Restrictive land-use plan appears to be far from dead

A proposal to impose major restrictions on land development may be down but the concept is not out.

President Luis Guillermo Solís has only said that he will raise the issue with  Sonia Mon­te­ro, the head of the  Ins­ti­tu­to Na­cio­nal de Vi­vien­da y Ur­ba­nis­mo, the agency that put forth the idea as a proposed regulation.

The agency withdrew the 51-page proposal Friday after news stories about the plan, including one in A.M. Costa Rica, alerted the public.

The proposed regulations would have restricted development of vacant land and allowed construction only if population pressures showed a need. The measure also would open up internal streets and public areas in condominium projects and gated communities. The proposal gave vast powers to the central government agency.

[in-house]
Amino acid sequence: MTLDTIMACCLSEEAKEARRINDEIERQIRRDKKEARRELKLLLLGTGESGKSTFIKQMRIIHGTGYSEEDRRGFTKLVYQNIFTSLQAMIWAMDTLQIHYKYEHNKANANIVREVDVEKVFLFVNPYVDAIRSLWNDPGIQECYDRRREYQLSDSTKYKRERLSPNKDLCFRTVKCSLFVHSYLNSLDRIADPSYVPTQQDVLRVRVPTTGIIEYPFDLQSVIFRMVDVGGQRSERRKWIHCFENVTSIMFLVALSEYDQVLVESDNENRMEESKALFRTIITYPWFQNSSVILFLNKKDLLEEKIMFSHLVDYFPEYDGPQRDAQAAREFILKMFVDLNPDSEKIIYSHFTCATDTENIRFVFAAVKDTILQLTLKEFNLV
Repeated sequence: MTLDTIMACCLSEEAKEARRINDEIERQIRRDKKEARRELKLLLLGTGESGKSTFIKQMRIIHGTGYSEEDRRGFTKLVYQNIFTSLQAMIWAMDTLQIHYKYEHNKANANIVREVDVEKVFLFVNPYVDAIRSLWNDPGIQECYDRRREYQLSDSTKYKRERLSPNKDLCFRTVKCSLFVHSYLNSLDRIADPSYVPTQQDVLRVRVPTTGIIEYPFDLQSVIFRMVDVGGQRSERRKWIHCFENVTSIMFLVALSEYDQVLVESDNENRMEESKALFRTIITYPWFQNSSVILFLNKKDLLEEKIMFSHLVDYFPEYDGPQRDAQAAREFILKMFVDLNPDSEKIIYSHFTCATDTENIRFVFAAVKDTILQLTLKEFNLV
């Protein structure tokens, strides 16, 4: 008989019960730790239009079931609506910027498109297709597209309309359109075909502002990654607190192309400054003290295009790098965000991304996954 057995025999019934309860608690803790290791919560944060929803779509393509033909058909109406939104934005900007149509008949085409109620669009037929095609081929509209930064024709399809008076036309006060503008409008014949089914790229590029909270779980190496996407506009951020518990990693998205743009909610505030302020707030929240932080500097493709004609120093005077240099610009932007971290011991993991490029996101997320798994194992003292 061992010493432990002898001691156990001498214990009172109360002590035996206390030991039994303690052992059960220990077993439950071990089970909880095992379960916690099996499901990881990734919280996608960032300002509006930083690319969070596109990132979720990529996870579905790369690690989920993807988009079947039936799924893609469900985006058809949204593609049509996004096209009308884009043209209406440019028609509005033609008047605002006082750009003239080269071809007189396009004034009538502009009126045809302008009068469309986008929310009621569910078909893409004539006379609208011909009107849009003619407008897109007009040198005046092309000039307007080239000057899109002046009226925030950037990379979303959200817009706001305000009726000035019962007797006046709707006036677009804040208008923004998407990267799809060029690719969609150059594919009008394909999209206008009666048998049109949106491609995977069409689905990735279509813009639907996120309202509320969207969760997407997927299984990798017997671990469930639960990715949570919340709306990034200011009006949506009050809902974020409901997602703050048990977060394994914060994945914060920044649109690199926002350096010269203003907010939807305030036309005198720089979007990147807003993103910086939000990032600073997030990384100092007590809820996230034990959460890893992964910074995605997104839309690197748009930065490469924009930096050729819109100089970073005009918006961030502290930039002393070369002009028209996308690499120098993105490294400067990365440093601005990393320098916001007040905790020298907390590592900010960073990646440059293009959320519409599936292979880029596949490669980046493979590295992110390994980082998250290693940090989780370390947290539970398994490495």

Farmers and other non-urban land owners would be prohibited from subdividing their land and would be required to keep it as  agricultural, forest or vacant, said the proposal.

President Luis Guillermo Solís has not acted decisively on the project, suggesting that he might favor some or all of the measure.

He told reporters that he would seek an explanation from Ms. Montero and made the excuse that he was out of the country when the controversy developed. However, the proposal was posted to the agency Web site May 5,

In an interview Friday with Channel 6 Repretel, Ms. Montero said that to honor Mother Earth persons should not be able to do with the land what they want.

The Spanish-language newspaper CR Hoy found that so interesting that editors declared it the phrase of the day.

That was because the woman used the term Gaia, the short form of the Gaia hypothesis which sees the earth and living things as a unified part of a system.

The concept has been adopted and even altered by radical environmentalists.

Some lawmakers and development interests oppose the proposal. Some say the concept, if it becomes a regulation, would kill investments.

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